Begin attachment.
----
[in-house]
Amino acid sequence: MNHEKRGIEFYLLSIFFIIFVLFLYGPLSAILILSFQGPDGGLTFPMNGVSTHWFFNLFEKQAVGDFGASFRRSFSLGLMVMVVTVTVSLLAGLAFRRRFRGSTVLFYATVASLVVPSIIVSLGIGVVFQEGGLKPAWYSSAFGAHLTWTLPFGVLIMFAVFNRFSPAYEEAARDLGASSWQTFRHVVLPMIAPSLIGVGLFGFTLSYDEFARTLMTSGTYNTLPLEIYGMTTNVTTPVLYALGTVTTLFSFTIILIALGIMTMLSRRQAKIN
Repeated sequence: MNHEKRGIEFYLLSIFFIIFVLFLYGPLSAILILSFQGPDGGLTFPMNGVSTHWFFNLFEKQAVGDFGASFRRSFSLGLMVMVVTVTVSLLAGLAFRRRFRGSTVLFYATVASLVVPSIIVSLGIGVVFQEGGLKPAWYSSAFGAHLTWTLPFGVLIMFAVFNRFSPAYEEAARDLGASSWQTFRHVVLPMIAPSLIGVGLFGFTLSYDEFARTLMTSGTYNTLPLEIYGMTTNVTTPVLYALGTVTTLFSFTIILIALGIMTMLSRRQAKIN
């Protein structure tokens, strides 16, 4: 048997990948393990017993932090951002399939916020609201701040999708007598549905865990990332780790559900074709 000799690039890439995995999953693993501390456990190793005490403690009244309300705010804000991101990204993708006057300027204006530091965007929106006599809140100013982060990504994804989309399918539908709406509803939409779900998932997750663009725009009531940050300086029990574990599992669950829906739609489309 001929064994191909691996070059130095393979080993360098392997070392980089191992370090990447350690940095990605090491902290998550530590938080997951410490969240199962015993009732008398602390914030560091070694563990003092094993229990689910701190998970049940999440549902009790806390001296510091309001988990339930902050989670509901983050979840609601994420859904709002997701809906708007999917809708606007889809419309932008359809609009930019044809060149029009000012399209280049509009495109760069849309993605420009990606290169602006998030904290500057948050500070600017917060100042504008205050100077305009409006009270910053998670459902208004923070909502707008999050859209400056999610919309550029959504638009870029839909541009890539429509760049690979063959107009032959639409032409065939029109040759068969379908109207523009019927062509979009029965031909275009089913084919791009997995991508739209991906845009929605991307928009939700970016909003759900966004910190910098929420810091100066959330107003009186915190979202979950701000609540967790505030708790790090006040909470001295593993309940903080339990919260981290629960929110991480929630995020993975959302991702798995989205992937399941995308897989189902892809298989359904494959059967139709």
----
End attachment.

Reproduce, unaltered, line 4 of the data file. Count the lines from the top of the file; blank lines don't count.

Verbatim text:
């Protein structure tokens, strides 16, 4: 048997990948393990017993932090951002399939916020609201701040999708007598549905865990990332780790559900074709 000799690039890439995995999953693993501390456990190793005490403690009244309300705010804000991101990204993708006057300027204006530091965007929106006599809140100013982060990504994804989309399918539908709406509803939409779900998932997750663009725009009531940050300086029990574990599992669950829906739609489309 001929064994191909691996070059130095393979080993360098392997070392980089191992370090990447350690940095990605090491902290998550530590938080997951410490969240199962015993009732008398602390914030560091070694563990003092094993229990689910701190998970049940999440549902009790806390001296510091309001988990339930902050989670509901983050979840609601994420859904709002997701809906708007999917809708606007889809419309932008359809609009930019044809060149029009000012399209280049509009495109760069849309993605420009990606290169602006998030904290500057948050500070600017917060100042504008205050100077305009409006009270910053998670459902208004923070909502707008999050859209400056999610919309550029959504638009870029839909541009890539429509760049690979063959107009032959639409032409065939029109040759068969379908109207523009019927062509979009029965031909275009089913084919791009997995991508739209991906845009929605991307928009939700970016909003759900966004910190910098929420810091100066959330107003009186915190979202979950701000609540967790505030708790790090006040909470001295593993309940903080339990919260981290629960929110991480929630995020993975959302991702798995989205992937399941995308897989189902892809298989359904494959059967139709």